Roosters Saved From Cockfighting Now Nap In Their Rescuers' Arms
In mid-February, police in Travis County, Texas, got a call about an active cockfight.
At the scene, they found 16 dead roosters and more than two dozen who were still alive, covered in blood and lacerations, with no idea how much their lives were about to change.
The roosters were brought to the Austin Animal Center, the city-run shelter.
Several were so badly injured they had to be euthanized. Twenty-six others, who were in rough but better shape, got medical treatment, as well as hope, perhaps for the very first time.
"We're going to try to save every one of these roosters and find them loving, permanent homes," says Kristen Auerbach, the shelter's deputy chief of animal services.
For the last few weeks, the roosters have been getting veterinary care. They've also been given lots of positive human interactions.
(And possibly, some confusing ones, too - like when Randy was put into a harness and walked through the shelter lobby.)
It's a change since the roosters were likely kept isolated when they were used for fighting. Auerbach thinks the birds are beginning to realize that "we are helping them and they are safe."
One by one, they've gotten to go outside. To feel the sun on their feathers.
Out in the shelter yard, they've acted like the individuals they are.
Some fall right asleep in their caretakers' arms.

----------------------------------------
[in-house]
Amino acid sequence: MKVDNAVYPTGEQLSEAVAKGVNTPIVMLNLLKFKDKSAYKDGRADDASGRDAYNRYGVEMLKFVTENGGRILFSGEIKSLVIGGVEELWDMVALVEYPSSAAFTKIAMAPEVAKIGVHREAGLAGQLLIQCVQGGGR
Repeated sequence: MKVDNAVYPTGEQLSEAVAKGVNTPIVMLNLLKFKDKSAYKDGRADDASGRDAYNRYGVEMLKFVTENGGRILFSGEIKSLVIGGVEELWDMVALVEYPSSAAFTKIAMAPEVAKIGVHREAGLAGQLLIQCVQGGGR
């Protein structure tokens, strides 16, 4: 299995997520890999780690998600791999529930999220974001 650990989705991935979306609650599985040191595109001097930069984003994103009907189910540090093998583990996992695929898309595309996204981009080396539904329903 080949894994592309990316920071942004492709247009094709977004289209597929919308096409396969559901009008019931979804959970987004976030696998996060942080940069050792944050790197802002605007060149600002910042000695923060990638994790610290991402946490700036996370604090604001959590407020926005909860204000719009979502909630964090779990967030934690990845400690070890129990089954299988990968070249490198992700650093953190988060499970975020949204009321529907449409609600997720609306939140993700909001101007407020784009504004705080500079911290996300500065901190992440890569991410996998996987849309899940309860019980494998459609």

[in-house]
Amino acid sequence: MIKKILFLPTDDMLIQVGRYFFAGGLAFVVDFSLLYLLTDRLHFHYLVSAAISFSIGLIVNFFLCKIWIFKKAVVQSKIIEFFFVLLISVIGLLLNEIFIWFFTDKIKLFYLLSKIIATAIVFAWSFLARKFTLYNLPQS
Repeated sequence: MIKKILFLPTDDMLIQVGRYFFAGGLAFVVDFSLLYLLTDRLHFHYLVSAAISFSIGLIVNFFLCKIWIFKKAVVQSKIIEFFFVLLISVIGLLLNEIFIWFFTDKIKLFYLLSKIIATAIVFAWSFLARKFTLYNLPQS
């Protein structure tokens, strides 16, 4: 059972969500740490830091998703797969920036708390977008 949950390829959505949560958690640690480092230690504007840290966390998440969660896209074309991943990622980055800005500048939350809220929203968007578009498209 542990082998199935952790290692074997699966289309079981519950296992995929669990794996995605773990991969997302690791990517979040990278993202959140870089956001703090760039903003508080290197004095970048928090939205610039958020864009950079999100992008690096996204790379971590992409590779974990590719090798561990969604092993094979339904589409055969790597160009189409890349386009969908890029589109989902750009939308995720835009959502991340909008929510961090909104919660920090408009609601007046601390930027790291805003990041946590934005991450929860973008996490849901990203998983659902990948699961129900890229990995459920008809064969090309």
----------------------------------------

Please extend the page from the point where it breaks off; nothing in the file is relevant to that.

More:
Another "started happily clucking, and one of them acted quite silly, soliciting petting from the people gathered around. I swear he gave us a beaky grin," says Auerbach, whose own assumptions and stereotypes about roosters have been knocked down while tending to these birds.
"I had all these notions of what a fighting rooster would be like. That they'd be aggressive with people and always waiting to fight and you couldn't handle them," she says. "I couldn't have been more wrong."
Maybe, Auerbach hopes, these roosters will help change more minds about what roosters are like, and what they deserve.
Thanks in part to the well-publicized outcomes for Michael Vick's former fighting dogs, many people are now onboard with the idea that dogs rescued from fighting can be individually evaluated, rehabilitated and safely adopted into homes.
For roosters to get this sort of treatment is not unprecedented, either.
Cockfighting is illegal in all 50 states, but is still depressingly common - and more than a decade ago, the Wall Street Journal documented other rare but successful cases of birds rescued from this horror, who were given rehabilitation and allowed to live.
A Vermont sanctuary called VINE, specializing in rehabbing former cockfighting birds, is trying to get folks familiar with how rooster rehabilitation works, and what needs to be done for that to be more common. (The short version: more resources, more compassion, and more education.)
But even in Austin - the country's largest no-kill community - there have been plenty of ugly, predictable jokes about these roosters being made into soup.
Austin Animal Center
The aim is that these roosters will do well - and serve as a model for the next group. Twenty-six roosters who were born into cruelty, getting a beautiful second chance and, hopefully, paving the way for others.
"It's our goal not just to save these roosters, but to show other communities it can be done," says Auerbach.
Austin Animal Center
The roosters are on the mend. Soon, it's expected, they will go up for adoption.
About a dozen families have already come forward, promising to give the birds love and sunshine, patience and training, for the rest of their lives.
Auerbach tears up, thinking about their bright futures.
"These birds are just like all creatures. They want to live," she says. "I can't wait for the day the roosters can start their new lives."